Today’s post was meant to be a celebration. A way to announce that Violet has been fully integrated into our flock with little or minimal damage. It was going to be a post celebrating the power and tolerance of the flock.
And up until last night, it certainly looked like that was how it would turn out.
Yesterday was Mother’s Day and our family spent much of the afternoon in our backyard surrounded by our foraging chickens.
After several days of being kept caged in the hen house in order for her flock mates to get used to her, I thought it was time for Violet to join the flock. Oh sure, the larger and older birds would occasionally peck her but being the very clever bird that she is, she would run over to me and hide from the others behind my feet. Violet knew that this mama hen was looking out for her.
Violet was so very sweet that one of our visiting neighbors even got down on the ground to play with her.
“That’s one nice bird,” he told me while gently stroking her chest.
As the afternoon wore on and the sun started to set, I felt very comfortable putting Violet in with the others to roost together for the night.
“How much damage can be done overnight?” I thought to myself.
I put her in the coop and I know I put her in because I remember her standing in a corner fending off what looked to me like very normal pecking behavior from the seniors.
But this morning, I couldn’t find Violet. I checked the rafters, I checked the corners, I overturned boxes and twigs.
I checked the exterior of the hen house to see if there was a tunnel and maybe a predator had gotten in last night.
I checked the yard for a suspicious clump of feathers.
It was like she had simply disappeared. Our little Violet was gone.
I turned the chickens out to the fenced-in yard for the day and I went back into the coop. Like you do when you misplace something in your house, I kept going back to the spot where I had last remembered seeing Violet.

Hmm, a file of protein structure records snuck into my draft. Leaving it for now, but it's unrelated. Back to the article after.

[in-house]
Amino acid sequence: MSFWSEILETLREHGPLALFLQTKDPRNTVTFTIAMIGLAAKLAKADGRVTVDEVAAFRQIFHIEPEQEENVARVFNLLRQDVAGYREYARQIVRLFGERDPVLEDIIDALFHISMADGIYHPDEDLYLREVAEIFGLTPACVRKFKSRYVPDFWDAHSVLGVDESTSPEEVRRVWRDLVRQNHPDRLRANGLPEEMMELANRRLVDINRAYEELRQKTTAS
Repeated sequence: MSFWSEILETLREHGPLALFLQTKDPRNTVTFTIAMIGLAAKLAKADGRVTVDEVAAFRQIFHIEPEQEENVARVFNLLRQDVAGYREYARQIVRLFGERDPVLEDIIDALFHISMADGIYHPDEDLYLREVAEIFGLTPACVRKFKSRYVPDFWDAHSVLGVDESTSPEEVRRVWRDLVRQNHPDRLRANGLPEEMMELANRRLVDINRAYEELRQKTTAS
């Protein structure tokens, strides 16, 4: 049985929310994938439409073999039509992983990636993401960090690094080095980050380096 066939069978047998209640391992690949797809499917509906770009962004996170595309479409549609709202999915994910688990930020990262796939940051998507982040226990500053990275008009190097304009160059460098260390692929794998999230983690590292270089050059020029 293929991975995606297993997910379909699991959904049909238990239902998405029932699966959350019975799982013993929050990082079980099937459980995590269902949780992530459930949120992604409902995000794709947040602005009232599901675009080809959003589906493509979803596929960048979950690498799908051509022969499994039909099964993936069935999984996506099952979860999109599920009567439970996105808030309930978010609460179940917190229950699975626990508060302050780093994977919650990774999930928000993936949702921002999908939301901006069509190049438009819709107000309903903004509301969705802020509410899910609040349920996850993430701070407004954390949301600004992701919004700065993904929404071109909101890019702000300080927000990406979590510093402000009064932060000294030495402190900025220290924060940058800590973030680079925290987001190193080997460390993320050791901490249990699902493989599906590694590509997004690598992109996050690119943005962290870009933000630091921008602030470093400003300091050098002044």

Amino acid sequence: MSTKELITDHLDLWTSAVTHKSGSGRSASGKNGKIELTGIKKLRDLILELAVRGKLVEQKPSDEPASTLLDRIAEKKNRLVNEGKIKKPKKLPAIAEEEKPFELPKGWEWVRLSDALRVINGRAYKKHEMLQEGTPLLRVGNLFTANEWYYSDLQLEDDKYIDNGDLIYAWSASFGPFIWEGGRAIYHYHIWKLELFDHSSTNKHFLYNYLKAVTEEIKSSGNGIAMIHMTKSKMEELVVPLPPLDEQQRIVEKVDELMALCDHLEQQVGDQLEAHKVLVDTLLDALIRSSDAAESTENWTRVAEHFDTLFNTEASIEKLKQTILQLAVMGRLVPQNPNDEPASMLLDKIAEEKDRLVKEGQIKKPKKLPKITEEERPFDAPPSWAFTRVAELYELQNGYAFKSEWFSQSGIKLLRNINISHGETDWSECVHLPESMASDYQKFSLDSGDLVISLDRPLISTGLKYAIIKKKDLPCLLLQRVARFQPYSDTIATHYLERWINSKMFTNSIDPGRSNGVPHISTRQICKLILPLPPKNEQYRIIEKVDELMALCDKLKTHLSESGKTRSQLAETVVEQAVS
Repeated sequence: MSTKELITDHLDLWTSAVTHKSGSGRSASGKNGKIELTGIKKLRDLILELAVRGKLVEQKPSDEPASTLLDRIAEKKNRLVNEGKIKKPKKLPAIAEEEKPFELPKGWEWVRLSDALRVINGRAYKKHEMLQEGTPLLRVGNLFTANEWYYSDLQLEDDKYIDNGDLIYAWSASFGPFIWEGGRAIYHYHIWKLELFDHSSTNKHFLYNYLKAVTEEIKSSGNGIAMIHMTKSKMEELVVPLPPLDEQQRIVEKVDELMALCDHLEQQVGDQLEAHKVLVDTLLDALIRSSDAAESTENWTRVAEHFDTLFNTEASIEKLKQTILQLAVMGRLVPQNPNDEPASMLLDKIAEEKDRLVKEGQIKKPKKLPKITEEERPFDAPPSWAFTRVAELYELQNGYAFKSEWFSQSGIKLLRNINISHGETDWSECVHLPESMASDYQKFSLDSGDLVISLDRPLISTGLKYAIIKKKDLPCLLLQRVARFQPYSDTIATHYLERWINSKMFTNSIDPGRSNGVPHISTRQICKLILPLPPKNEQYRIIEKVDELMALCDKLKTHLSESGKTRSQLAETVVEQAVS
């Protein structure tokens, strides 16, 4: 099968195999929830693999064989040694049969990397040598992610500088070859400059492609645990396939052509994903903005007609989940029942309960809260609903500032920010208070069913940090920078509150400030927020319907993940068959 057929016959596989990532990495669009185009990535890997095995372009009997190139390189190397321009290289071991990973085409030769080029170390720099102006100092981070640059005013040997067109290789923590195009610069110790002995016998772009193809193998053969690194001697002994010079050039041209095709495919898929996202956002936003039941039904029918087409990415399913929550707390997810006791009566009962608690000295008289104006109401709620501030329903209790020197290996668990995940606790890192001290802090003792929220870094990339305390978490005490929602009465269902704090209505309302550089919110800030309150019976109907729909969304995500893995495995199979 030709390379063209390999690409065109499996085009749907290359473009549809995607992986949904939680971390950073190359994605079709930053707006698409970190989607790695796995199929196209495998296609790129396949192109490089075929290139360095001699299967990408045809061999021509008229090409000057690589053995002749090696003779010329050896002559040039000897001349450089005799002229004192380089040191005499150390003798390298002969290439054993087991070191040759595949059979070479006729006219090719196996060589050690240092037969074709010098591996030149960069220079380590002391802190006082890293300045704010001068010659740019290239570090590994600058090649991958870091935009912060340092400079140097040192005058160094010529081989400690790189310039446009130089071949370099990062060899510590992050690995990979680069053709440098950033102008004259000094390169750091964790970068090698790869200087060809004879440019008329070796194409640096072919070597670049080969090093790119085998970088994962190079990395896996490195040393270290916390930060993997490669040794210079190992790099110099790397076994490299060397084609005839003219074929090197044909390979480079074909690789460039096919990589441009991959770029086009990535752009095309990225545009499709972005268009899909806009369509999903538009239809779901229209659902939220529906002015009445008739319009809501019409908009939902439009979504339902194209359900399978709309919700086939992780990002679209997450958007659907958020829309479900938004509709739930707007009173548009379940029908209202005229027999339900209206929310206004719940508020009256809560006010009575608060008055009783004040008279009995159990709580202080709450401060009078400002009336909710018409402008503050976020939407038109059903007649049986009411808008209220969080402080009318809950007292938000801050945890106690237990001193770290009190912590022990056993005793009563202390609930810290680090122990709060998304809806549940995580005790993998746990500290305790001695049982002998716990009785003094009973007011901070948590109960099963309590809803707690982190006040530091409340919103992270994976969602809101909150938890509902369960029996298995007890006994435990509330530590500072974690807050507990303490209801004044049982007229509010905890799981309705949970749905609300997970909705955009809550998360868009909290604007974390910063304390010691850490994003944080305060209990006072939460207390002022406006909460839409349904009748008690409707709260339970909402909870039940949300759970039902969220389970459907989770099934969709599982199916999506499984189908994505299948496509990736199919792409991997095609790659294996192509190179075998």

“She’s got to be here,” I thought.
And then I saw it. A few black feathers poking out of a cinder block, this is a dramatic re-creation –
I had found Violet. I scooped her up and held her against my chest. She was trembling and was not trying to get away.
That should have been my first clue.
After telling Marc that I had found her, I set up a safe area for her outside in her old play pen. But when I put her down, I realized that my arm was wet. I inspected Violet and that’s when I saw this.
Our Violet had most definitely not been accepted as a member of the flock.
All of the sudden, this little chick went from being what I thought was a very frightened chick to being a critically injured bird. Right now, Violet is in our chicken ICU with a severe, life threatening injury. She needs all the help we can give her.
I found her wire cage and immediately put her inside it. She required more than just playpen protection, Violet needed 100% protection from the others until she has healed.
I filled her water dish and added a few crystals of electrolytes for added healing support. I then went to the Tractor Supply to get more medicated Chick feed (she’d been on regular chicken feed for about a week) and I’ve put her back on the medicated food until things get (much) better. I also got a concentrated seed cake, high in fat and vitamins, for her to pick at to ensure she gets a constant supply of high value calories.
All of her lovely tail feathers are gone and the skin around her vent has been pecked open very deeply. If I can keep any infection under control she might have a chance. But if there is significant scaring around her vent, it might impact her ability to push put an egg. Only time will tell.
For now, Violet is isolated and has protected access to her own food and water. I’m going to let her wounds heal a bit and then will begin her on warm butt baths in an effort to clean the area. As soon as I put up this post, I’m going to go out and spend some time with her.
This should have been a happy Mother’s Day post where I talked about how all of my chicks are tolerating each other and are getting along.
Instead, it is not.
Wendy Thomas writes about the lessons learned while raising children and chickens in New Hampshire. Contact her at Wendy@SimpleThrift.com
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